void   TEStyleInsert(const void *text,long length,StScrpHandle hST,TEHandle hTE);
void   TECut(TEHandle hTE);
void   TECopy(TEHandle hTE);
void   TEPaste(TEHandle hTE);
OSErr  TEFromScrap(void); 
OSErr  TEToScrap(void);

Managing the TextEdit Private Scrap

#define  TEScrapHandle(); (* (Handle*) 0xAB4);
#define  TEGetScrapLength(); ((long) * (unsigned short *) 0x0AB0);
void     TESetScrapLength(long length);

Checking, Setting, and Replacing Styles

void           TESetStyle(short mode,const TextStyle *newStyle,Boolean redraw,
               TEHandle hTE);
void           TEReplaceStyle(short mode,const TextStyle *oldStyle,
               const TextStyle *newStyle,Boolean fRedraw,TEHandle hTE);
Boolean        TEContinuousStyle(short *mode,TextStyle *aStyle,TEHandle hTE);
void           TEStyleInsert(const void *text,long length,StScrpHandle hST,TEHandle hTE);
TEStyleHandle  TEGetStyleHandle(TEHandle hTE);
StScrpHandle   TEGetStyleScrapHandle(TEHandle hTE);
void           TEUseStyleScrap(long rangeStart,long rangeEnd,StScrpHandle newStyles,
               Boolean fRredraw,TEHandle hTE);
long           TENumStyles(long rangeStart,long rangeEnd,TEHandle hTE);

Using Byte Offsets and Corresponding Points

short  TEGetOffset(Point pt,TEHandle hTE);
Point  TEGetPoint(short offset,TEHandle hTE);

Customising TextEdit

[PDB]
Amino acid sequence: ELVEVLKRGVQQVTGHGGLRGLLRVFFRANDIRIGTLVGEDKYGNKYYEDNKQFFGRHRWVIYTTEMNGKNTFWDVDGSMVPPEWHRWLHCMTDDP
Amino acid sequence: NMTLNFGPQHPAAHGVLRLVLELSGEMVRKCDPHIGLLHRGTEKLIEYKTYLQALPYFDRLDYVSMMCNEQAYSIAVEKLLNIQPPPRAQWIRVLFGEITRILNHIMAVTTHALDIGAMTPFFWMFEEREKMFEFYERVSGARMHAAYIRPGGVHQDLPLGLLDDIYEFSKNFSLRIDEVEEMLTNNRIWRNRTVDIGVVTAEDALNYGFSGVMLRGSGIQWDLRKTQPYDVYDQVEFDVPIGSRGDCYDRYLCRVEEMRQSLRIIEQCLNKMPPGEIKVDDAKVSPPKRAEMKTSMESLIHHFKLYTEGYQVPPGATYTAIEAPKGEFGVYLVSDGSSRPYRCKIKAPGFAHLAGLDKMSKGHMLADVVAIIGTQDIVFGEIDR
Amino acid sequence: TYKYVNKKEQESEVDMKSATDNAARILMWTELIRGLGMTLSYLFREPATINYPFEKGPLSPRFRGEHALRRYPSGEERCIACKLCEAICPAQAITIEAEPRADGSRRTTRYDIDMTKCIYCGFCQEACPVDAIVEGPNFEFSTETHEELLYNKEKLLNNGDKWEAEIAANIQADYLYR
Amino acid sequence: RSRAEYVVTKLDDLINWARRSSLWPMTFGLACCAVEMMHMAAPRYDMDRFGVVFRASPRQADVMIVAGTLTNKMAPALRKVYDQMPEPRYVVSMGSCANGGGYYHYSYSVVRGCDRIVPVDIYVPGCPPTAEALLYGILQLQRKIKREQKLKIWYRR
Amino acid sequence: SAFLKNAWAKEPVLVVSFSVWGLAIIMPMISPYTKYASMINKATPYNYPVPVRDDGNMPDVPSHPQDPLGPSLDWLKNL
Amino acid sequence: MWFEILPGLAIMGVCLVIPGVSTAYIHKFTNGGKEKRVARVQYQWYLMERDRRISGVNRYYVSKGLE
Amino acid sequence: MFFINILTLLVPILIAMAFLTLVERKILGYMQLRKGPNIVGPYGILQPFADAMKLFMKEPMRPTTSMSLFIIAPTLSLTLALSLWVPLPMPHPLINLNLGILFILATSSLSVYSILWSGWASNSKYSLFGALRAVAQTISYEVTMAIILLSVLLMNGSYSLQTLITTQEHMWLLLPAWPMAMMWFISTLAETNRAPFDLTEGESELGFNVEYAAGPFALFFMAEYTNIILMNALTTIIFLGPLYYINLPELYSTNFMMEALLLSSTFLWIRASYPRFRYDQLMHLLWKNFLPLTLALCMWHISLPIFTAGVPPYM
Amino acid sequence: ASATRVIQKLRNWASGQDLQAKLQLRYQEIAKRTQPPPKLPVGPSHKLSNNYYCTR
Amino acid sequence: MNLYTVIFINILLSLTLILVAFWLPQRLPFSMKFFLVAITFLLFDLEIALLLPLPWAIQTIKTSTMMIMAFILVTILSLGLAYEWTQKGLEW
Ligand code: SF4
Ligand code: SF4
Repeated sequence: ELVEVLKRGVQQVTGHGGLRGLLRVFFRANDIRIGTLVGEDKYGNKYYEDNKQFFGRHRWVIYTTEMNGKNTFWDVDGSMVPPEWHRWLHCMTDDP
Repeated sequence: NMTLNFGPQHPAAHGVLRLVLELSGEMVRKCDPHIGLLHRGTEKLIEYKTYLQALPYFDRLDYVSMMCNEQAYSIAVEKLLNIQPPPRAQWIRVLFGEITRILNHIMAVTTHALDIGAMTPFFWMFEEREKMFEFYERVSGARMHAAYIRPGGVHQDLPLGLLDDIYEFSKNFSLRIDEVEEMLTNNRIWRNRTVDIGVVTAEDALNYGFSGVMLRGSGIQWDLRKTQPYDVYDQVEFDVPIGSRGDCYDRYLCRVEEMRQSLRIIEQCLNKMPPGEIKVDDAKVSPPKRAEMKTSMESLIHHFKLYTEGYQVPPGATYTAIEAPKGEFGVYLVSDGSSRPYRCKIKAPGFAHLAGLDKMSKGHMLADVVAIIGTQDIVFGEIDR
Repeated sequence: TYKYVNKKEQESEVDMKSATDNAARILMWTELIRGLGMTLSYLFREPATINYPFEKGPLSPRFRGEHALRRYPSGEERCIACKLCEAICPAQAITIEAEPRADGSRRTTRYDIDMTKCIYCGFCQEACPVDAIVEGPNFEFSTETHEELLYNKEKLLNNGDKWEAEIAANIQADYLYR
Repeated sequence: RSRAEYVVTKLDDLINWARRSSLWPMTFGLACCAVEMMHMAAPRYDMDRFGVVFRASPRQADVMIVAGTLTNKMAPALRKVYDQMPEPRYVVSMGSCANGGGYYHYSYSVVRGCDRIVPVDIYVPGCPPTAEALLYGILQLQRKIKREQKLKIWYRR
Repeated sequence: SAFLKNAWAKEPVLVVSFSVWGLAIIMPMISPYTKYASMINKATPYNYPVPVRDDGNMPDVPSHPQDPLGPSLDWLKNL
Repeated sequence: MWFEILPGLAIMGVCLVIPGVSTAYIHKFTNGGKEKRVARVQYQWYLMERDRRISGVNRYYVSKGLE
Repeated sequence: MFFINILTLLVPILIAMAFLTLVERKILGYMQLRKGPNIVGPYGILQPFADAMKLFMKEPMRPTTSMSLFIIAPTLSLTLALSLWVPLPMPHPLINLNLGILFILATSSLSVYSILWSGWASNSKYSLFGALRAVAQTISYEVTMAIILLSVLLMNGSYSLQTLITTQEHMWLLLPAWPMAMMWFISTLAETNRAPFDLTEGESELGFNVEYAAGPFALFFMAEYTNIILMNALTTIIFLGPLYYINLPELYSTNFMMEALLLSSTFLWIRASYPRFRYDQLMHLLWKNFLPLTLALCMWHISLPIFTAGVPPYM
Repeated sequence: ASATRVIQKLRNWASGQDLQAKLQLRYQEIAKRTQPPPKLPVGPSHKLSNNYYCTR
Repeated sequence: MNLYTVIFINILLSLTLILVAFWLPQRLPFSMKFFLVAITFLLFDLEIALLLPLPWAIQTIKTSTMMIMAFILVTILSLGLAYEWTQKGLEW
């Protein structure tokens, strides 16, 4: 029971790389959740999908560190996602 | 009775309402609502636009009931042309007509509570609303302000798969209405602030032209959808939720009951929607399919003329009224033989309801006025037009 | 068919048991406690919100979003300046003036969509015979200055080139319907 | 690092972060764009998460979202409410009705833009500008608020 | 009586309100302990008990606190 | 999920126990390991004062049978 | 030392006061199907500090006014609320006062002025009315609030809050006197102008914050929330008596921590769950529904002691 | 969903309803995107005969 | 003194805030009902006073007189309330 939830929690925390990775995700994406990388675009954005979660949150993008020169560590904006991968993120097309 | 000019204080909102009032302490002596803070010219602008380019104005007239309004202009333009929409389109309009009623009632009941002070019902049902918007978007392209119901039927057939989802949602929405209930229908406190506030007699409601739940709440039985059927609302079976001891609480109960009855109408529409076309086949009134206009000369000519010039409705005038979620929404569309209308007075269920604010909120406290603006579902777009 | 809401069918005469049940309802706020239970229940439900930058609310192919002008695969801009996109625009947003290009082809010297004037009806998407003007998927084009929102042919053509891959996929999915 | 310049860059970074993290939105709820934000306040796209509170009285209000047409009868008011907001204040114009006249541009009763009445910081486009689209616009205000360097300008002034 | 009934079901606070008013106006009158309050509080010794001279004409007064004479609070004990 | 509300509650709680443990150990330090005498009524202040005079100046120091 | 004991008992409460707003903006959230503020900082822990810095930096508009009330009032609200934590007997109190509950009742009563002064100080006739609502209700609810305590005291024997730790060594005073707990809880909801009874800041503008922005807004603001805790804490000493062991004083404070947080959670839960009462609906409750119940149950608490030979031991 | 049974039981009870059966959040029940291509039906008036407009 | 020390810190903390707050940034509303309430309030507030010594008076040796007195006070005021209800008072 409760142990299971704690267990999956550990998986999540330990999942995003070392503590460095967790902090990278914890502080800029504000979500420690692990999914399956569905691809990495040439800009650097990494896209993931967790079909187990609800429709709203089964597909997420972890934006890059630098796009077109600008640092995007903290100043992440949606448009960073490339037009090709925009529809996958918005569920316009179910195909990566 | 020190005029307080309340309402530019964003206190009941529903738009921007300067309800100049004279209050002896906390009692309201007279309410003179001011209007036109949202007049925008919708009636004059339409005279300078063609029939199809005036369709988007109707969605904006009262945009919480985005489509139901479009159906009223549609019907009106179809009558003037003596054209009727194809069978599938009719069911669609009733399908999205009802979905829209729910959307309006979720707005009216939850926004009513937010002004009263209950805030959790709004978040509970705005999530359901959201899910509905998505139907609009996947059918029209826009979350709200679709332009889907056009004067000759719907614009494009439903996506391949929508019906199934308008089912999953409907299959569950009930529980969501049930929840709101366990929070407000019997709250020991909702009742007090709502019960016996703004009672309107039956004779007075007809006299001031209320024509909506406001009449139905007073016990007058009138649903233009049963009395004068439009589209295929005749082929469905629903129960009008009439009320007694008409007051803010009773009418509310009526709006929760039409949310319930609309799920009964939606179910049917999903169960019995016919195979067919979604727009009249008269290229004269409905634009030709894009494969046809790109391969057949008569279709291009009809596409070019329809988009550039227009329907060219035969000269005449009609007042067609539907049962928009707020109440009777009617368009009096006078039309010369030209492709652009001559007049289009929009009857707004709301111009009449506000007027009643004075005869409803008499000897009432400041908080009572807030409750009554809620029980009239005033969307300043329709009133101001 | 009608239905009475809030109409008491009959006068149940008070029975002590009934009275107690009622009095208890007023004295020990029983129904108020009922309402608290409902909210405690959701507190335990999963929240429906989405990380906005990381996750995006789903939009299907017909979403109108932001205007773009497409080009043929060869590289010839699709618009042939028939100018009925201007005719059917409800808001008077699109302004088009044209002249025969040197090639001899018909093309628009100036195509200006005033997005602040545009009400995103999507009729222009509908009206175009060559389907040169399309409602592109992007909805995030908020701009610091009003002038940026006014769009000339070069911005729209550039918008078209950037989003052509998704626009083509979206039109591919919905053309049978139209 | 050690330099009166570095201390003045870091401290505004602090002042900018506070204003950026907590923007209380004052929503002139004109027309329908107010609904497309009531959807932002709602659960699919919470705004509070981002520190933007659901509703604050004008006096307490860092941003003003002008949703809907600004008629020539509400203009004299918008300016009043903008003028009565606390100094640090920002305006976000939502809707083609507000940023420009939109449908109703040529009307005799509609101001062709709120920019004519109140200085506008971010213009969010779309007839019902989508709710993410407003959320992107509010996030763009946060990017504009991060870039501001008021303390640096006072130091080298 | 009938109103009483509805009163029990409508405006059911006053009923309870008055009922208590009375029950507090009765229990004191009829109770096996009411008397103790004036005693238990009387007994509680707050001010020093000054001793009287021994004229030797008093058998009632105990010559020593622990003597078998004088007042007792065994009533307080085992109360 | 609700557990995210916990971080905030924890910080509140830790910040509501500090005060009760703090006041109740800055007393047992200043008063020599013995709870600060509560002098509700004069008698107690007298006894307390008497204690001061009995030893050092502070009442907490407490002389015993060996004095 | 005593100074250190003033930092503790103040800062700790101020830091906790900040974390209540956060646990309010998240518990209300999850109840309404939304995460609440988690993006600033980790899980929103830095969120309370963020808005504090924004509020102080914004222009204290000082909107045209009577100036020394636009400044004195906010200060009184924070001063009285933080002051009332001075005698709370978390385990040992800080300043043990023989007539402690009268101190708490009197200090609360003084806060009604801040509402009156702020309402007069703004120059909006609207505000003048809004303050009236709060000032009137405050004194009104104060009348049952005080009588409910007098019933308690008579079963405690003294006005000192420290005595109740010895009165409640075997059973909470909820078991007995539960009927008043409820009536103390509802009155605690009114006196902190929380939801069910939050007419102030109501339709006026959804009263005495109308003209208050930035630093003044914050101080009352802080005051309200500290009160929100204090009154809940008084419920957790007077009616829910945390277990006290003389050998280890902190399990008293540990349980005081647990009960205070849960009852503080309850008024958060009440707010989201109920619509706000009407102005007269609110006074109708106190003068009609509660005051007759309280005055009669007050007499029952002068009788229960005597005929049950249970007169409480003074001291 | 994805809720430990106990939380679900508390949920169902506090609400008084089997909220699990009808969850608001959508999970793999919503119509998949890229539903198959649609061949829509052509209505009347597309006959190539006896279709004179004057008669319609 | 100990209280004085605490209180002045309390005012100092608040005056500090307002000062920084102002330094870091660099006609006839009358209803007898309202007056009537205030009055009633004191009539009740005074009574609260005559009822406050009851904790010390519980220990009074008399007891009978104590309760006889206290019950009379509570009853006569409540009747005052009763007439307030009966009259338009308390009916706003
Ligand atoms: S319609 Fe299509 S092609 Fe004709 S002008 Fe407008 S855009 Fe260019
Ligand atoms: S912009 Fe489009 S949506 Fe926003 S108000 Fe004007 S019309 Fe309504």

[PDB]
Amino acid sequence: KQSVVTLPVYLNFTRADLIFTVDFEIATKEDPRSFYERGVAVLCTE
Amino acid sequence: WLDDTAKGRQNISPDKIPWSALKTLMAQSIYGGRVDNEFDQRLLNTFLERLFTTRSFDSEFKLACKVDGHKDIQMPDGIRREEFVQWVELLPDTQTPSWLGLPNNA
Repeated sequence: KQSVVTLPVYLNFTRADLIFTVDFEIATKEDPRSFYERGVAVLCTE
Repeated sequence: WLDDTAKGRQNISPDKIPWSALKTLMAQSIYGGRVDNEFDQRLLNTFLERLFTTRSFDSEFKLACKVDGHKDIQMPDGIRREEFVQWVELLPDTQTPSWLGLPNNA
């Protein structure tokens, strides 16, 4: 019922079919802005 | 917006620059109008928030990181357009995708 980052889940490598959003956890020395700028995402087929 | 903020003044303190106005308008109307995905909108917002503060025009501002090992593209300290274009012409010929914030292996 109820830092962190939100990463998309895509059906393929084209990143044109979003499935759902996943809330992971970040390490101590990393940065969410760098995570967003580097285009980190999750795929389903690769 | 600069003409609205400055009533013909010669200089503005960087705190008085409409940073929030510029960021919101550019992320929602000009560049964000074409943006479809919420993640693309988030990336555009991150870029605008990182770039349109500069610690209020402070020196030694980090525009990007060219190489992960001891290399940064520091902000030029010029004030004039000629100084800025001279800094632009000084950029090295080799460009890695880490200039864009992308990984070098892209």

void  TESetClickLoop(TEClickLoopUPP clikProc,TEHandle hTE);; 
void  TESetWordBreak(WordBreakUPP wBrkProc,TEHandle hTE);; 
void  TECustomHook(TEIntHook which, UniversalProcPtr *addr,TEHandle hTE);

Additional TextEdit Features

short  TEFeatureFlag(short feature,short action,TEHandle hTE);

Main Constants, Data Types and Functions Relating to Dates, Times and Numbers

Constants

StringToDate and StringToTime Status Values

fatalDateTime      = 0x8000  Mask to a fatal error.
longDateFound      = 1       Mask to long date found.
leftOverChars      = 2       Mask to warn of left over characters.
sepNotIntlSep      = 4       Mask to warn of non-standard separators.
fieldOrderNotIntl  = 8       Mask to warn of non-standard field order.
extraneousStrings  = 16      Mask to warn of unparsable strings in text.
tooManySeps        = 32      Mask to warn of too many separators.
sepNotConsistent   = 64      Mask to warn of inconsistent separators.
tokenErr           = 0x8100  Mask for 'tokenizer err encountered'.
cantReadUtilities  = 0x8200
dateTimeNotFound   = 0x8400
dateTimeInvalid    = 0x8800

FormatResultType Values for Numeric Conversion Functions

fFormatOK           = 0
fBestGuess          = 1
fOutOfSynch         = 2
fSpuriousChars      = 3
fMissingDelimiter   = 4
fExtraDecimal       = 5
fMissingLiteral     = 6
fExtraExp           = 7
fFormatOverflow     = 8
fFormStrIsNAN       = 9
fBadPartsTable      = 10
fExtraPercent       = 11
fExtraSeparator     = 12
fEmptyFormatString  = 13

Data Types

typedef short StringToDateStatus;
typedef SInt8 DateForm;
typedef short FormatStatus;
typedef Sint8 FormatResultType;

Data Cache Structure

struct DateCacheRecord
{
  short  hidden[256];  // Only for temporary use.
};
typedef struct DateCacheRecord DateCacheRecord;
typedef DateCacheRecord *DateCachePtr;

Number Format Specification Structure

struct NumFormatString
{
  UInt8  fLength;
  UInt8  fVersion;
  char   data[254];  // Private data.
};